permission to open said shortcut what do the Microsoft wizards think will my
    new goal will become? Why isn't the GUI guiding me to a proper solution? (I
    will admit that saying I don't have permissions is slightly better than many
    Microsoft error messages that simply translate to "I'm sorry user, I can't do
    that and I can't help you so go find some non-existent administrator to help
    you, but nevertheless it did NOT help me find the correct solution to my
    attempt to open the folder this apparent shortcut was pointing to.) It is
    never excusable to put in something as misleading as these folders and the
    associated error messages in the user interface and require the poor computer
    user to have a PhD in Microsoft Vista software in order to understand what
    they mean and why they cannot be used...

    IMHO my experiences with Vista is leading me to believe once again that
    Microsoft has focused on adding flashy bells and whistles, NOT on building a
    solid well thought out user interface with an intuitive and robust operating
    system behind it. This is NOT the only problem I have encountered in Vista,
    just the first one I complained about on this forum..

    Marcc, Jun 30, 2007
  4. On Fri, 29 Jun 2007 10:36:02 -0700, Marcc
    Heh - they keep changing things, then having to leave legacy
    workarounds so last year's software will still work ;-)
    It's not a permissions issue. What you are seeing - and seeing only
    because you changed the shell settings to see "everything" - are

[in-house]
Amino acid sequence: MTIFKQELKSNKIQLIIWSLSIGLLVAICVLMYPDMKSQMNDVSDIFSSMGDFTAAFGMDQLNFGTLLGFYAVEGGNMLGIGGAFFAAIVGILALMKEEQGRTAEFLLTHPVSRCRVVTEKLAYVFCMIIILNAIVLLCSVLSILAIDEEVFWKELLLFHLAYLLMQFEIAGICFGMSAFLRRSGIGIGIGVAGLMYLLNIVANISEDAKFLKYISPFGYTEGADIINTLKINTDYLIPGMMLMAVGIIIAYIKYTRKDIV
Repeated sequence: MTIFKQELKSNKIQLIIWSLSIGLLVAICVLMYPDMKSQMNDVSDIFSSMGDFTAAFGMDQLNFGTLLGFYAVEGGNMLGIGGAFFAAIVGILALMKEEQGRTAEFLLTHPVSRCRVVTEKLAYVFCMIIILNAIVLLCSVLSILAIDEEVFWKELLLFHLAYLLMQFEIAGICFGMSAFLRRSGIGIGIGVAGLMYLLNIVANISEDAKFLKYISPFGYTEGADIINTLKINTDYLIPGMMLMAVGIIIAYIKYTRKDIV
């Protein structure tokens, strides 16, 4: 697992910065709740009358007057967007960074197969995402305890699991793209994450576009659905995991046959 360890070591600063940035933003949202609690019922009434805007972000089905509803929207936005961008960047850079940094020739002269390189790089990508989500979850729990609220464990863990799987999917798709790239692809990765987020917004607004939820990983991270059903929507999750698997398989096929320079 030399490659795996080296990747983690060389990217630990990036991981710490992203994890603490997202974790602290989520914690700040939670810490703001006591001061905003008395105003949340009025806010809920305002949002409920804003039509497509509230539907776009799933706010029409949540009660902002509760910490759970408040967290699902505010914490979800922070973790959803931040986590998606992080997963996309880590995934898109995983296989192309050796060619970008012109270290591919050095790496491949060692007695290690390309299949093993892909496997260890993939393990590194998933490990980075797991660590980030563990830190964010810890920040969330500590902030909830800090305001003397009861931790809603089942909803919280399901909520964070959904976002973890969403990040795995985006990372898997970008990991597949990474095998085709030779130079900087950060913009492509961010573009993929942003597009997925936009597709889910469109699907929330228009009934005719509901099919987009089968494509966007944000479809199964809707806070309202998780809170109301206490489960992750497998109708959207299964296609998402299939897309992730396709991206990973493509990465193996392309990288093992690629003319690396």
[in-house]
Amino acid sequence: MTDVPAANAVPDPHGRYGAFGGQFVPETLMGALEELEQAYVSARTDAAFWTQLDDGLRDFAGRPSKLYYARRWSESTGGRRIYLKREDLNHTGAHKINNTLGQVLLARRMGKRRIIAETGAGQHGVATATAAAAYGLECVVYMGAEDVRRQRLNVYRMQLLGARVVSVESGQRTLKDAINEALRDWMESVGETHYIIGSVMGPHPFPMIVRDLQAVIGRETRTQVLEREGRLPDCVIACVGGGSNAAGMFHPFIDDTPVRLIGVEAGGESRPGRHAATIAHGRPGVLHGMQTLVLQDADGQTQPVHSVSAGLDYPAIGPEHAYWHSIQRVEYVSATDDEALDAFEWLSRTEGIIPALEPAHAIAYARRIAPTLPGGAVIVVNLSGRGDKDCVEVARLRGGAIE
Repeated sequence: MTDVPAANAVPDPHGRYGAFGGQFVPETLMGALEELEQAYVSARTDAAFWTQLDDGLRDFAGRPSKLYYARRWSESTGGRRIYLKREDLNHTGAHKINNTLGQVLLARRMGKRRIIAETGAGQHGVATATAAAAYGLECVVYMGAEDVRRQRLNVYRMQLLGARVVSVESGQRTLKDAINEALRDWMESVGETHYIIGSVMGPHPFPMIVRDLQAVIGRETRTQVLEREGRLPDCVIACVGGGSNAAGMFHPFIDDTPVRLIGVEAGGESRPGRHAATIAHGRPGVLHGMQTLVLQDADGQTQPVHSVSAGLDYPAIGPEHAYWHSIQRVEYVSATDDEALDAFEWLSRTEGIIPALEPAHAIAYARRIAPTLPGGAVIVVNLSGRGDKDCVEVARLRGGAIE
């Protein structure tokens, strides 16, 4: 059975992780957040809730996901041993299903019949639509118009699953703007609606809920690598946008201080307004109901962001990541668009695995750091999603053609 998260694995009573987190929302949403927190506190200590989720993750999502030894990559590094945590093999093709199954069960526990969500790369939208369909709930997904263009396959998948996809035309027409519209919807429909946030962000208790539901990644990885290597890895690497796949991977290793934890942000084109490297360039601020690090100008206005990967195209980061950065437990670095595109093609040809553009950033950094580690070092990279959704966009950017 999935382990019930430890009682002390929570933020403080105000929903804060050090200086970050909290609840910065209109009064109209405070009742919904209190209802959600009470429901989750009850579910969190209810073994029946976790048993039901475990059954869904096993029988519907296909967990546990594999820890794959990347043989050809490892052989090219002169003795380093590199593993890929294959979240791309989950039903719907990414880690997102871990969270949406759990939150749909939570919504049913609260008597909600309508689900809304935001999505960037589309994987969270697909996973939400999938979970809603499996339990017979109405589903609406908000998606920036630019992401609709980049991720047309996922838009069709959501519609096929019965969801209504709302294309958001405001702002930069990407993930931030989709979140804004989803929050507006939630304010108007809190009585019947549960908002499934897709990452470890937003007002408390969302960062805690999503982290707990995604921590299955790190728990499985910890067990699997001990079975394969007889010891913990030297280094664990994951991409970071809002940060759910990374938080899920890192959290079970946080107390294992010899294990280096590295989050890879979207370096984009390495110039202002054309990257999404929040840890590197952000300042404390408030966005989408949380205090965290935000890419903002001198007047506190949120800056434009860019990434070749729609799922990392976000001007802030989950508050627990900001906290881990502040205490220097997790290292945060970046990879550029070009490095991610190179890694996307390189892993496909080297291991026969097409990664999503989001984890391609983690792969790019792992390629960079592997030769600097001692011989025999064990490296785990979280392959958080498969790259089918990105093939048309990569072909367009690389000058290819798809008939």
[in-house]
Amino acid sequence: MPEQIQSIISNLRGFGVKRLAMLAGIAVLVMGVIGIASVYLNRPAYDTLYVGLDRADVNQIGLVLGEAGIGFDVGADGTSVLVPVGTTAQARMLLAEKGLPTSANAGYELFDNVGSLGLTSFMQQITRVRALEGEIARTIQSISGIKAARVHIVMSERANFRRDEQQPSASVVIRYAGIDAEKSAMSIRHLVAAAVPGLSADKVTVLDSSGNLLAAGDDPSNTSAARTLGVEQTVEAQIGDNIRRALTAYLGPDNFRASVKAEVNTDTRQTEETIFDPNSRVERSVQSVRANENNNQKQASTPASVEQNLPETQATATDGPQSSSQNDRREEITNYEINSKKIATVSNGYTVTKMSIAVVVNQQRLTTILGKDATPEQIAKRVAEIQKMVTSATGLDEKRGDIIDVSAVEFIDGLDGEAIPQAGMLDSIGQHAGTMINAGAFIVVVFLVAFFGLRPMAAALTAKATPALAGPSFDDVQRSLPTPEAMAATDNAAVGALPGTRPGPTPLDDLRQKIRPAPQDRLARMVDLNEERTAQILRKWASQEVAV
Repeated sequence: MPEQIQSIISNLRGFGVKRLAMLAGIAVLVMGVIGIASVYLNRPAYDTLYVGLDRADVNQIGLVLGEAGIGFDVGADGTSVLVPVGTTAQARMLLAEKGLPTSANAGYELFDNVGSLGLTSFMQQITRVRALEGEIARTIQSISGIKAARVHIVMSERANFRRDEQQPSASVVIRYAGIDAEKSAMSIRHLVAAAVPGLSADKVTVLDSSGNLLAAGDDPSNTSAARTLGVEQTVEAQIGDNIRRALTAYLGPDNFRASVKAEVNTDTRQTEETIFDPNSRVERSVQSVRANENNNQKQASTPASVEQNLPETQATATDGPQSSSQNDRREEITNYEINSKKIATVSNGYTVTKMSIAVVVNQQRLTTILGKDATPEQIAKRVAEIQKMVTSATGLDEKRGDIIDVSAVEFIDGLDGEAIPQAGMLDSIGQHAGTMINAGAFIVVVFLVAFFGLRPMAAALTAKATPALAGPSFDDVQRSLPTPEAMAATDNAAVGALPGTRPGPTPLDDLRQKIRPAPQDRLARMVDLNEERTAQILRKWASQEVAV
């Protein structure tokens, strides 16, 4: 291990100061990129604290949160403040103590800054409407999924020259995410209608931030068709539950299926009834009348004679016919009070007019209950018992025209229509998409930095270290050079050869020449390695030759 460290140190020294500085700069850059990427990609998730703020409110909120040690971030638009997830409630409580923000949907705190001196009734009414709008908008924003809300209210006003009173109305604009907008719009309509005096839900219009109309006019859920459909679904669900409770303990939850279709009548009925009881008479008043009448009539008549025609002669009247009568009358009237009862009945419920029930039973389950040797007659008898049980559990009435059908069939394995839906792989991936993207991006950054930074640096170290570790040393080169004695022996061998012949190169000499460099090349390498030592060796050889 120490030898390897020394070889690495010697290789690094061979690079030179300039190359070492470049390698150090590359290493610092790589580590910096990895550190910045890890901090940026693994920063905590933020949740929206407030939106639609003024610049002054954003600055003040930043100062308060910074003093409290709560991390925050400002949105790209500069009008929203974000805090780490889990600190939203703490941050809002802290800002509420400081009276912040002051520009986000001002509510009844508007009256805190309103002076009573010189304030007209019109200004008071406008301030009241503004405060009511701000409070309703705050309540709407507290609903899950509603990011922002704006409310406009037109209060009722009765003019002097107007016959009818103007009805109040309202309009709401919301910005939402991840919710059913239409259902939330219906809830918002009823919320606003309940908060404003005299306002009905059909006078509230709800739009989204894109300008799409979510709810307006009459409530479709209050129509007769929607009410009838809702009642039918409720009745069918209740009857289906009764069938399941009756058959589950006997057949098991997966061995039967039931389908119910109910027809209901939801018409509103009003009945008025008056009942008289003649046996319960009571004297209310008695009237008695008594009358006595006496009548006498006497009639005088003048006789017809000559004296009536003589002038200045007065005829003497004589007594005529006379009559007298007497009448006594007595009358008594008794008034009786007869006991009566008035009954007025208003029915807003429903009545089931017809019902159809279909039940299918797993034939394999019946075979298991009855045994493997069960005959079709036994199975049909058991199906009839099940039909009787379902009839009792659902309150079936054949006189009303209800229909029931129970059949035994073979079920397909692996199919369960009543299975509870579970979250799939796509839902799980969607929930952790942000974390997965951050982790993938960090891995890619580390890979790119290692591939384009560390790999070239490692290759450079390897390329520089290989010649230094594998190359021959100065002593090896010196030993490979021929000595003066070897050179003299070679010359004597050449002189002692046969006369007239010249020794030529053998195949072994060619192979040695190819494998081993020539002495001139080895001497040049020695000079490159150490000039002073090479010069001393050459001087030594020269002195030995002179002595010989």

junctions, rather than actual folders.

    A "junction" is like a shortcut, but it works at a deeper level of the
    NTFS file system. It allows software that is expecting to find "My
    Pictures" in "My Documents" to pass through to the new Pictures
    location, which is no longer nested within Documents.

    That's a very good thing, IMO. Pictures, Music and Videos are huge,
    and embedding them within Documents makes Documents too large to
    easily back up in toto, and forces one to store it on a large volume.
    I prefer to un-nest these large stores, so that Documents can fit on a
    small volume on its own and can easily be backed up.

    But without those junctions, some old software wouldn't work. Sure,
    it would work if it derived such paths from the registry, but
    sometimes software is not written "properly" and may just read the
    path for Documents and ASSume Pics etc. are under there.
    In this case, it's not "security nonsense". The reaon you can't
    navigate into those locations is not because you are not allowed to,
    but because they aren't actually locations at all.

    It's like finding a painting of your car on a wall, and wondering why
    your car keys won't open the door :)